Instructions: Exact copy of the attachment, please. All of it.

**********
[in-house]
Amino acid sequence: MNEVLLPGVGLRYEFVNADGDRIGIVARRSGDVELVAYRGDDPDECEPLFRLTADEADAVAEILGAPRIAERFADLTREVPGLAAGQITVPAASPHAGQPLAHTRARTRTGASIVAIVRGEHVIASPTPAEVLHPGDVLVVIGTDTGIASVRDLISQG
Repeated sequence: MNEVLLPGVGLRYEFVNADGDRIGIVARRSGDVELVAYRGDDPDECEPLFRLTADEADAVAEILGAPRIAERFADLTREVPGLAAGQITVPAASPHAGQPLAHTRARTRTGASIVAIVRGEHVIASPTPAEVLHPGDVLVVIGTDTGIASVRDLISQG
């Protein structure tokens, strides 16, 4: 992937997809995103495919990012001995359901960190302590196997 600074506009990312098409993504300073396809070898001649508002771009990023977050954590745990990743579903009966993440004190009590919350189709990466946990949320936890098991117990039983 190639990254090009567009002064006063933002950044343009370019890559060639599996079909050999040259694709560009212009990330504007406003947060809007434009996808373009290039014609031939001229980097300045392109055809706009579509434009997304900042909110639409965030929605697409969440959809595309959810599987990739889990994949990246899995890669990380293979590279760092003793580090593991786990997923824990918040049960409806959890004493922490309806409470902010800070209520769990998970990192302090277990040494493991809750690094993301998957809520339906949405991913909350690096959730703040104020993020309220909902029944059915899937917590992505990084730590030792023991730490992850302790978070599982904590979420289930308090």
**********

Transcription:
[in-house]
Amino acid sequence: MNEVLLPGVGLRYEFVNADGDRIGIVARRSGDVELVAYRGDDPDECEPLFRLTADEADAVAEILGAPRIAERFADLTREVPGLAAGQITVPAASPHAGQPLAHTRARTRTGASIVAIVRGEHVIASPTPAEVLHPGDVLVVIGTDTGIASVRDLISQG
Repeated sequence: MNEVLLPGVGLRYEFVNADGDRIGIVARRSGDVELVAYRGDDPDECEPLFRLTADEADAVAEILGAPRIAERFADLTREVPGLAAGQITVPAASPHAGQPLAHTRARTRTGASIVAIVRGEHVIASPTPAEVLHPGDVLVVIGTDTGIASVRDLISQG
């Protein structure tokens, strides 16, 4: 992937997809995103495919990012001995359901960190302590196997 600074506009990312098409993504300073396809070898001649508002771009990023977050954590745990990743579903009966993440004190009590919350189709990466946990949320936890098991117990039983 190639990254090009567009002064006063933002950044343009370019890559060639599996079909050999040259694709560009212009990330504007406003947060809007434009996808373009290039014609031939001229980097300045392109055809706009579509434009997304900042909110639409965030929605697409969440959809595309959810599987990739889990994949990246899995890669990380293979590279760092003793580090593991786990997923824990918040049960409806959890004493922490309806409470902010800070209520769990998970990192302090277990040494493991809750690094993301998957809520339906949405991913909350690096959730703040104020993020309220909902029944059915899937917590992505990084730590030792023991730490992850302790978070599982904590979420289930308090």